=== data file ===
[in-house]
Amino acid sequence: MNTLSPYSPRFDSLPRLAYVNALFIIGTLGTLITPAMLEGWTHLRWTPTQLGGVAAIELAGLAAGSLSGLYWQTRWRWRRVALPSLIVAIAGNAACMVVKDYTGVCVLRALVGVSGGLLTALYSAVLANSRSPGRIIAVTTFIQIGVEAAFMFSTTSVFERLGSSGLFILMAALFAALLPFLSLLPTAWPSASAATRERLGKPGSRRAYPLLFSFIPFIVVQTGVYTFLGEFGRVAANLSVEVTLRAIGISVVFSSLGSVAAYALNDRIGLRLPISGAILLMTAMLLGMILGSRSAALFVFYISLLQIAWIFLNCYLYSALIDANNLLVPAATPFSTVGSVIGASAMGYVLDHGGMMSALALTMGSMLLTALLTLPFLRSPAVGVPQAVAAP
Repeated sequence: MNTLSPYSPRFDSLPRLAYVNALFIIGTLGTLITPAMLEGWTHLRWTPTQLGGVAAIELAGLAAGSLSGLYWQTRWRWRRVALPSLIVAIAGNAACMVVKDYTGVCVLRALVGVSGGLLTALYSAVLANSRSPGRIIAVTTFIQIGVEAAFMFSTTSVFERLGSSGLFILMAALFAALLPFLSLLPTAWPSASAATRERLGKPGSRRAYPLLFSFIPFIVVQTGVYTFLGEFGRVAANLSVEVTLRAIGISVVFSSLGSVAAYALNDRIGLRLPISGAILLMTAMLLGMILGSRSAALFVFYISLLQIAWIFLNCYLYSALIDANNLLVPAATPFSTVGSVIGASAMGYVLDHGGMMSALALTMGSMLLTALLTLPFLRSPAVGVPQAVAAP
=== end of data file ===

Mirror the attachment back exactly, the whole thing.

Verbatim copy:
[in-house]
Amino acid sequence: MNTLSPYSPRFDSLPRLAYVNALFIIGTLGTLITPAMLEGWTHLRWTPTQLGGVAAIELAGLAAGSLSGLYWQTRWRWRRVALPSLIVAIAGNAACMVVKDYTGVCVLRALVGVSGGLLTALYSAVLANSRSPGRIIAVTTFIQIGVEAAFMFSTTSVFERLGSSGLFILMAALFAALLPFLSLLPTAWPSASAATRERLGKPGSRRAYPLLFSFIPFIVVQTGVYTFLGEFGRVAANLSVEVTLRAIGISVVFSSLGSVAAYALNDRIGLRLPISGAILLMTAMLLGMILGSRSAALFVFYISLLQIAWIFLNCYLYSALIDANNLLVPAATPFSTVGSVIGASAMGYVLDHGGMMSALALTMGSMLLTALLTLPFLRSPAVGVPQAVAAP
Repeated sequence: MNTLSPYSPRFDSLPRLAYVNALFIIGTLGTLITPAMLEGWTHLRWTPTQLGGVAAIELAGLAAGSLSGLYWQTRWRWRRVALPSLIVAIAGNAACMVVKDYTGVCVLRALVGVSGGLLTALYSAVLANSRSPGRIIAVTTFIQIGVEAAFMFSTTSVFERLGSSGLFILMAALFAALLPFLSLLPTAWPSASAATRERLGKPGSRRAYPLLFSFIPFIVVQTGVYTFLGEFGRVAANLSVEVTLRAIGISVVFSSLGSVAAYALNDRIGLRLPISGAILLMTAMLLGMILGSRSAALFVFYISLLQIAWIFLNCYLYSALIDANNLLVPAATPFSTVGSVIGASAMGYVLDHGGMMSALALTMGSMLLTALLTLPFLRSPAVGVPQAVAAP